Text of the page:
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Contributions of economists to the housing-price bubble

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  • Martha A. Starr

Abstract

After the bursting of the housing-price bubble in 2006 and ensuing financial crisis, there has been much discussion of what economists could have done differently to help avert the crisis and "Great Recession" that followed. One dimension of this concerns information supplied by economists to the general public about causes of high appreciation in home prices and their likely future course, as good information could have helped the public hedge their finances against downside risks while bad information may have encouraged them to take on too much risk. This paper analyzes data from 24 California newspapers on assessments and predictions offered by economists as to whether bubbles were forming in the state's housing markets. In brief, we find that the California public was fairly decently served by economists offering their views via the media -- although with some significant problems of biased forecasts not made in good faith, and of inattention to concerns about "harm avoidance" that ought to apply when economists share their opinions in this way.

Suggested Citation

  • Martha A. Starr, 2011. "Contributions of economists to the housing-price bubble," Working Papers 2011-03, American University, Department of Economics.
  • Handle: RePEc:amu:wpaper:2011-03
    DOI: 10.17606/0fvp-6r81
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    As found by EconAcademics.org, the blog aggregator for Economics research:
    1. Economists did see the bubble coming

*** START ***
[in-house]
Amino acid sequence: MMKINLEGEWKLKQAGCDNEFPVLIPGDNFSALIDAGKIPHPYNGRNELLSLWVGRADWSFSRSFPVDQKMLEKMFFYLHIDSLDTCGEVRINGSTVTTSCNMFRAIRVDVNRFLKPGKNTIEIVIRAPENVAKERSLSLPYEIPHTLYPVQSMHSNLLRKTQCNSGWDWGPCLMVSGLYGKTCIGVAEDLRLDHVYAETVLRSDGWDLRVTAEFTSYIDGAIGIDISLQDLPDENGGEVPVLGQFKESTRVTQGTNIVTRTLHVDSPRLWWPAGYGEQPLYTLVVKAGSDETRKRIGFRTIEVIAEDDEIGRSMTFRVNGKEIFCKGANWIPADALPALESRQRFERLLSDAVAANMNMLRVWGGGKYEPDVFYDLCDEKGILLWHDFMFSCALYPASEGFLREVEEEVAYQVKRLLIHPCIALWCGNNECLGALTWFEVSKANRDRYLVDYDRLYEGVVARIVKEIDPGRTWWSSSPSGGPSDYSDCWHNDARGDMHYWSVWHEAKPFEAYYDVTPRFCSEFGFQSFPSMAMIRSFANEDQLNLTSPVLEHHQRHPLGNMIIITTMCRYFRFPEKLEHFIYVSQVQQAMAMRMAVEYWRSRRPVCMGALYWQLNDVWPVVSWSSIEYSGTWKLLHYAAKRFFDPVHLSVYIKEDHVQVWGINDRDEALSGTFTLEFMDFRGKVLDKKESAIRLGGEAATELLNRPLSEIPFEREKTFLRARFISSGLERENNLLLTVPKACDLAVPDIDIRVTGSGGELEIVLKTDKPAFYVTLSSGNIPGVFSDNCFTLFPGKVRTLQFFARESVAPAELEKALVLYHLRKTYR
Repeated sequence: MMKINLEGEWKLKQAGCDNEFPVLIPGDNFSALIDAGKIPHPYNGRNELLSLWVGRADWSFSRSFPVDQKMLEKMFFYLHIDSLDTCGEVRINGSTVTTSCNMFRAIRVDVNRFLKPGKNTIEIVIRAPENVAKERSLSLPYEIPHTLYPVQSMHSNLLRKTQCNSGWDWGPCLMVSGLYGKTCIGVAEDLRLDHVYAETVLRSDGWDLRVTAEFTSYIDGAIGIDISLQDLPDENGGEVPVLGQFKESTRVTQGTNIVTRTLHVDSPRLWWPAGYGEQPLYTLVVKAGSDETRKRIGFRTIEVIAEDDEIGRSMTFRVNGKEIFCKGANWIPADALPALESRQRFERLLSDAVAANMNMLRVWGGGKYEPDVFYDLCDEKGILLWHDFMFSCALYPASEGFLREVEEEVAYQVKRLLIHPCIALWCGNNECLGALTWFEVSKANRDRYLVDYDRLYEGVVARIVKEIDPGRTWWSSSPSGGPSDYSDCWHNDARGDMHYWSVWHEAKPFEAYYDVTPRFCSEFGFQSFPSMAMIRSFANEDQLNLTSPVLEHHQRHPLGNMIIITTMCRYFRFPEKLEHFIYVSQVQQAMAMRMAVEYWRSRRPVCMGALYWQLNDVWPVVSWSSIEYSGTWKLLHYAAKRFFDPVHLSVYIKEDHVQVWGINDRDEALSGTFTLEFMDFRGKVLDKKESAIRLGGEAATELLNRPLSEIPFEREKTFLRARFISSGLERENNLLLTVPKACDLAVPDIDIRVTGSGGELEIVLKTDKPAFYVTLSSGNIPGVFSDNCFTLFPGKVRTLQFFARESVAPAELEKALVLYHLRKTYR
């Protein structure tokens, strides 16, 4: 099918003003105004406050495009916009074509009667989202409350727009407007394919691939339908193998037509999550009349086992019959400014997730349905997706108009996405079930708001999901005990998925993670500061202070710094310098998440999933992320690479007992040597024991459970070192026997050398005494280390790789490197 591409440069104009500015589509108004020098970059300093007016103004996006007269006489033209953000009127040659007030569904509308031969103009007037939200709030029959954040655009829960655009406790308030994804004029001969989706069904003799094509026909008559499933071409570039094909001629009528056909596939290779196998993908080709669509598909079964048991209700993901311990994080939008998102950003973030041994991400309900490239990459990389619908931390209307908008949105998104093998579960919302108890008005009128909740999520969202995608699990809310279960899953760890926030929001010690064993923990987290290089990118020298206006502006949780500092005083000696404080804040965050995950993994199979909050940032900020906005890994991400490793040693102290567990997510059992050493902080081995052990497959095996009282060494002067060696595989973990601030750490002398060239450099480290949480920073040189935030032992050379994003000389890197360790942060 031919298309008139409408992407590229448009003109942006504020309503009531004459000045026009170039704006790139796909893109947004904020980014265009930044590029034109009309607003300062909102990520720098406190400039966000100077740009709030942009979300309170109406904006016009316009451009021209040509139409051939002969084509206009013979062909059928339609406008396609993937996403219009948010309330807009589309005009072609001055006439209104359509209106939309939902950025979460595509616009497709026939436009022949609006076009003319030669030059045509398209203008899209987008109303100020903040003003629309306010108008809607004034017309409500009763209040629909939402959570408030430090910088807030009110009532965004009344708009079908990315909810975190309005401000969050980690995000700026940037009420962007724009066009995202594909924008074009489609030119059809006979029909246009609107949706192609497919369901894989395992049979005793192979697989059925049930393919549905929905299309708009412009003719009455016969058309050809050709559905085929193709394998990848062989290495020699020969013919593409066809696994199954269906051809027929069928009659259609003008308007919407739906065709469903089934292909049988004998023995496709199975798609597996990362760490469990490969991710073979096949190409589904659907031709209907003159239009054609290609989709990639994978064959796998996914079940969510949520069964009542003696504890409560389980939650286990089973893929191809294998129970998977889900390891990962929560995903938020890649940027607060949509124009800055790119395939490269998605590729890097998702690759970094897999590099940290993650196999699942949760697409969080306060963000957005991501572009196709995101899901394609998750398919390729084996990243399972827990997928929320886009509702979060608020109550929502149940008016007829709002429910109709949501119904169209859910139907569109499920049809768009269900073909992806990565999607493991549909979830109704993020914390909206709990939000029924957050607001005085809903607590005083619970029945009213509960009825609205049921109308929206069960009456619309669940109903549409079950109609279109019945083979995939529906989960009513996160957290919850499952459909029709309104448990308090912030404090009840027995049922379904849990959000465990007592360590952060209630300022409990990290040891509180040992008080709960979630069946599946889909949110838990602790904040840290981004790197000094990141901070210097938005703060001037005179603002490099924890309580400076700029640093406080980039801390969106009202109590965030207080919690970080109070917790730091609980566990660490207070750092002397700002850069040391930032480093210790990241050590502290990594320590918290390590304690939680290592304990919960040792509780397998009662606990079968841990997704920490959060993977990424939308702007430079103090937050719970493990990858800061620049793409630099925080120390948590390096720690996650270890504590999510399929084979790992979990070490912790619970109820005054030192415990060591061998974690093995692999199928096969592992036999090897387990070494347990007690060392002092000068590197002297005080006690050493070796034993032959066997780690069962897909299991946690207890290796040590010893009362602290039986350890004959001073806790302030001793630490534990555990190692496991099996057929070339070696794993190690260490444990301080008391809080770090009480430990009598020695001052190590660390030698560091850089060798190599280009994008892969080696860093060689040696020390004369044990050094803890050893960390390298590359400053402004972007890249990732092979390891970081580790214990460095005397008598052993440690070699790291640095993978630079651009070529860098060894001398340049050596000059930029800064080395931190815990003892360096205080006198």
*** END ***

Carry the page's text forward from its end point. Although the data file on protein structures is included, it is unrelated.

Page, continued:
by Economic Logician in Economic Logic on 2011-04-27 19:39:00

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    Cited by:

    1. Paolo Ramazzotti, 2013. "Shared economic thought and the neglect of social costs. Why progressive economists often stick to conventional wisdom," Working Papers 71-2013, Macerata University, Department of Finance and Economic Sciences, revised Dec 2015.
    2. Martha A. Starr, 2014. "Qualitative And Mixed-Methods Research In Economics: Surprising Growth, Promising Future," Journal of Economic Surveys, Wiley Blackwell, vol. 28(2), pages 238-264, April.
    3. Eddison T. Walters, 2020. "Evidence From Data Analysis, Fifteen Developed Countries and the United States Home Prices Increase Between 1990 to 2006 Result of Advancement In Technology, Worldwide Economic Collapse and Great Rece," International Business Research, Canadian Center of Science and Education, vol. 13(11), pages 114-114, November.

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    Keywords

    JEL classification: R21; D31; D12; E32;
    All these keywords.

    JEL classification:

    • R21 - Urban, Rural, Regional, Real Estate, and Transportation Economics - - Household Analysis - - - Housing Demand

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